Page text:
...How can we accept that 181 Texas children are confirmed to suffer from child abuse every single day? ...From Child Protective Services and foster care costs to court, law enforcement, hospital, medication and mental health care costs, our actual outlays - in raw dollar terms - are exorbitant. ...Oversimplified, those not treated for their childhood trauma often identify with the perpetrator by acting out, bullying siblings or schoolmates, brutalizing pets, evolving into domestic violence perpetrators - or worse. Those who identify as victims often turn their anger inward, unconsciously re-enacting the trauma through self-destructive revictimization behaviors, including prostitution, domestic violence and suicide. 





Older bipolar patients have worse cognition than depressed peers

MedWire News

April 11, 2012


Elderly adults with bipolar disorder have poorer cognitive function than their peers with major depressive disorder (MDD), study results suggest.



Yoga may benefit schizophrenia patients

MedWire News

April 11, 2012


Results from a systematic review and meta-analysis of published studies suggest that yoga may benefit patients with schizophrenia in terms of symptom reduction and improvements in health-related quality of life (HRQOL).



Overcoming Obsessive-Compulsive Disorder


April 10, 2012


...Based on previous work conducted with colleagues at the University of British Columbia and the University of Reading in the United Kingdom, [Adam] Radomsky is now testing a novel approach to treatment for compulsive checking that could just mean vast improvements in the quality of life of countless individuals.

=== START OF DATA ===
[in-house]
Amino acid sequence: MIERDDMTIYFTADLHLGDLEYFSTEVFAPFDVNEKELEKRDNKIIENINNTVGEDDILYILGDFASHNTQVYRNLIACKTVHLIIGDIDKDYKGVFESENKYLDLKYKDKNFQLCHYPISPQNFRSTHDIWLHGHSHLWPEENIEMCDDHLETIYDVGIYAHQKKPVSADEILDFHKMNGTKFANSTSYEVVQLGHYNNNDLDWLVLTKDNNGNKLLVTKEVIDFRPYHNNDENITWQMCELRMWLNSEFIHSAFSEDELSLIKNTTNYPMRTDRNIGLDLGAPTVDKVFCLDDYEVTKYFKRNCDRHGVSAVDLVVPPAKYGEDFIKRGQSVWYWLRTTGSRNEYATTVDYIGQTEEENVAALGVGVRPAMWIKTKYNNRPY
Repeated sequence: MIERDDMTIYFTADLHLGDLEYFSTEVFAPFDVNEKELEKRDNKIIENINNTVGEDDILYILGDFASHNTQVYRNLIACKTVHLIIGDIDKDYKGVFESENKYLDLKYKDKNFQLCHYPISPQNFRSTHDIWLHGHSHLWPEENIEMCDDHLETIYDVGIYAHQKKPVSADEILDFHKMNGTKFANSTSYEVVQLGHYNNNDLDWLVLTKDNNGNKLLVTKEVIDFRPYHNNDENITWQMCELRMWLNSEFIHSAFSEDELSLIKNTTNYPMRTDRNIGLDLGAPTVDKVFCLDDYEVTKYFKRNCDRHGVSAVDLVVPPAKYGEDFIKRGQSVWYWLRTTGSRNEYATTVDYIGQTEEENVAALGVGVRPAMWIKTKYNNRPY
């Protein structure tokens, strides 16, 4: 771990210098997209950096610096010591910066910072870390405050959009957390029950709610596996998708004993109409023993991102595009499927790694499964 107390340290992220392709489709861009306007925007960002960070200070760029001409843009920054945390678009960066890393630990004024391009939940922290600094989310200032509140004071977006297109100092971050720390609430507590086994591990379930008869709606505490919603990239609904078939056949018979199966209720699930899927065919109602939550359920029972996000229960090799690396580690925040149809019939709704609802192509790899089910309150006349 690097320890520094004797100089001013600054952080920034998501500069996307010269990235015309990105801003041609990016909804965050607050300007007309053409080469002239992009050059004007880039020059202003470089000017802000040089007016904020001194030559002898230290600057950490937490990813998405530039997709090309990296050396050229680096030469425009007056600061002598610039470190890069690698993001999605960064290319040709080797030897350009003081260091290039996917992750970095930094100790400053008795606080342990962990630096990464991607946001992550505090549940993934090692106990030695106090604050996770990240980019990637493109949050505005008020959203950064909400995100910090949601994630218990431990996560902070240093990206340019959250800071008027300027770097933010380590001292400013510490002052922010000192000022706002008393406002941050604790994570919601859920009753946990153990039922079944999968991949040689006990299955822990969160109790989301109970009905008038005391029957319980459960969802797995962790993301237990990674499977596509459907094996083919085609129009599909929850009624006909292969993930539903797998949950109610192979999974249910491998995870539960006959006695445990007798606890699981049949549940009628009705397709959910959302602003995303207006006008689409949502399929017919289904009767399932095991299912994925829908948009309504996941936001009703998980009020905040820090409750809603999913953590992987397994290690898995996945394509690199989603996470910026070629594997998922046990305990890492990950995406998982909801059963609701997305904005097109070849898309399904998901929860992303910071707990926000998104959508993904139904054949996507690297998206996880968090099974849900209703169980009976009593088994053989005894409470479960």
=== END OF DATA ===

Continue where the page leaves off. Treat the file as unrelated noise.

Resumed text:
Mothers and OCD Children Trapped in Rituals Have Impaired Relationships


April 10, 2012


A new study from Case Western Reserve University finds mothers tend to be more critical of children with obsessive-compulsive disorder than they are of other children in the family. And, that parental criticism is linked to poorer outcomes for the child after treatment.



'Uok?' Text Messages Can Soothe the Disconnected Soul


April 10, 2012


...Adrian Aguilera, a clinical psychologist who treats many low-income Latinos for depression and other mental disorders, said his patients report feeling more connected and cared for when they receive text messages asking them to track their moods, reflect on positive interactions, and take their prescribed medications.





Mental Illness Proposed As Common Experience Theme

The University Star - San Marcos, Texas

April 11, 2012


...Meyer's son, now 14 years old, went through spells of severe depression, aggression and hyperactivity, along with the hallucinations from a young age. Meyer developed his common experience theme of mental illness to educate and inform students on mental illness and how people cope with it. Common experience themes are based on its interdisciplinary aspect and broad based interest to students at the university



It Is What It Is

National Alliance on Mental Illness

April 10, 2012


...As a parent of someone with schizophrenia, I realized what an important role I played in my son's wellbeing. If you love someone with a mental illness, you too may be the only person standing in the gap between them and homelessness, jail, abuse or suicide. 



Paraskevidekat- riaphobia - it's here tomorrow

San Antonio Express-News

April 10, 2012


...The American Psychiatric Institute for Research and Education estimates 7.8 percent of American adults have phobias. They are the most common psychiatric illnesses among women of all ages and are the second most common among men older than 25. Phobias may cause a person to avoid common places, circumstances or objects even though they logically know there isn't any danger. In fact, the person might even panic at the idea of coming in contact with the source of the phobia.





Harvard Pilgrim Health Care Foundation Awards $4 Million for Childhood Obesity Prevention Efforts

Philanthropy News Digest

April 11, 2012


Harvard Pilgrim Health Care Foundation, the philanthropic arm of Harvard Pilgrim Health Care, has announced grants and technical assistance totaling $4 million to organizations working to combat childhood obesity and health disparities in Massachusetts, New Hampshire, and Maine.